Ketchikan, Alaska

August 4, 2011

A rainforest walking tour brought us into the country of the large black bears that inhabit the Ketchikan area.

We docked in Ketchikan at about 11am in fog and steady rain, which we were told was typical for the town. Our bus driver called this the "banana belt"of Alaska because of the warm Japan current which ends about 30 miles north of here.

A floatplane taxied in to the dock as our ship tied up, a common sight for these Alaska ports. Note the other floatplanes tied up along with the ships. As at other places, a couple of other large cruise ships were in dock along with the Zuiderdam.

There are just a few rows of houses scratching up the steep rock slope and only one road leading from town inward. According to our tour driver, it connects to a tiny valley that they wanted to utilize, but is extremely steep and impassable with any ice or snow. Fortunately, they rarely get snow and ice here. He said a typical January temperature was 35F and if they got a dusting of snow it was usually gone by mid-afternoon. He told a tale of a rookie bus driver who tried to get up that steep road on snow and only made it half-way.

Our driver said he had lived in Ketchikan for 37 years, and he was very helpful with local color. He quipped that they had 27 nice days a year, 240 days of rain, and the rest cloudy and overcast.

We headed out on a walk through the rainforest of the Ketchikan area. It was mostly on elevated walkways through the wet forest. I was pleased that I had bought a sturdy Ketchikan raincoat, and I put it to good use this afternoon.

The forest floor beneath us was covered with lush green foliage and a number of streams. There were lots of these bushes with red berries, and lots of ferns.

The red berries caught your eye because everything else was green and wet. Most of the limbs were covered with a thick green moss.

The suspended skywalk was tied together with a lot of hardware, so it seemed secure even though it swung a bit when we walked on it. Our views were mostly close ones, but occasionally we got a distant view as through an enchanted forest.

This low footbridge over a stream was the closest we got to the ground on our rainforest walk.

There were place where it did seem like a magical forest!

Even though the light level was low in most areas, there were places were the mossy trees seemed to glow! In other places they were dark and foreboding, adding to the impression of an enchanted forest.

We left the rainforest and traveled along a boardwalk beside a pond into which the stream entered. It was just below a salmon hatchery. This heron was looking for lunch along the bank of the pond.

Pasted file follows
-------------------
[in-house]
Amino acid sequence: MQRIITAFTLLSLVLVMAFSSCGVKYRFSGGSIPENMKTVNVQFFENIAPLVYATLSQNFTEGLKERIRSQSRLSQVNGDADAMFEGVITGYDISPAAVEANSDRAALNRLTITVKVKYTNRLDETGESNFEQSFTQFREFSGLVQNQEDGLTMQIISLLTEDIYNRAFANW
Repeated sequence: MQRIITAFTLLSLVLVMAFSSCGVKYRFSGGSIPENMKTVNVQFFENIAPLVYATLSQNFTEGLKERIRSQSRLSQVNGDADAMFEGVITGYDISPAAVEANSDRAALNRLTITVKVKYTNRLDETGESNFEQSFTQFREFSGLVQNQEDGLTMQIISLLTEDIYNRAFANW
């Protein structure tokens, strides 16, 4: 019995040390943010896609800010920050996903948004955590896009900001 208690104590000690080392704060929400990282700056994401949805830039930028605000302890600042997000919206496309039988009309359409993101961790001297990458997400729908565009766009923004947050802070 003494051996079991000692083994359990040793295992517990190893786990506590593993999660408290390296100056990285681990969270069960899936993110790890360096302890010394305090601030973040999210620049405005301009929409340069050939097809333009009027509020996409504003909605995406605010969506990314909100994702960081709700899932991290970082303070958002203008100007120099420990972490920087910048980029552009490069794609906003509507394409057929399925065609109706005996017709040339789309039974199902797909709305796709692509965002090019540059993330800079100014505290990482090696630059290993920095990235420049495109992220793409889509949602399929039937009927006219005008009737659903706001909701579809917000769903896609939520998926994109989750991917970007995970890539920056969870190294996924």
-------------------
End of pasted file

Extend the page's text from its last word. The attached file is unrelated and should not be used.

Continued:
This second heron seemed to be in a better fishing spot. He plunged into the water and came up with a small fish. I saw him miss twice, but this time he got lunch.

Walking alongside the pond, we saw this black bear and then its cub.

The mother bear was intent on eating some berries alongside a fence very close to some buildings and the road. But she was keeping an eye on her cub, and we decided not to try to get any closer.

We walked by part of the zipline which was an alternate way to explore the foggy rainforest. We had seen the zipline at a couple of locations along our skywalk exploration.

We watched another black bear amble alongside a grassy pond.

I got this distant view of a bald eagle on a roof, but not any close views.

Our walking destination was a kind of animal shelter and our first encounter there was with some caribou with attitude. They were keen on any kind of snack you could offer.

Next was a really angry-looking bald eagle. But, hey, I can understand! He'd rather be out soaring.

This owl seemed sort of curious about all these strange looking creatures walking in front of him.

We returned to the ship for our evening in Ketchikan and our last night on the Inside Passage.

Opposite the town across the waterway, there are just a few houses and docks along the edge of the water. Even this much blue sky is welcome in rainy Ketchikan.

Boating is very much a part of the way of life in Ketchikan and all along the Inside Passage. We enjoyed the view on this last night and headed back toward Vancouver.

Awana trip to Bent Tree


Inside Passage
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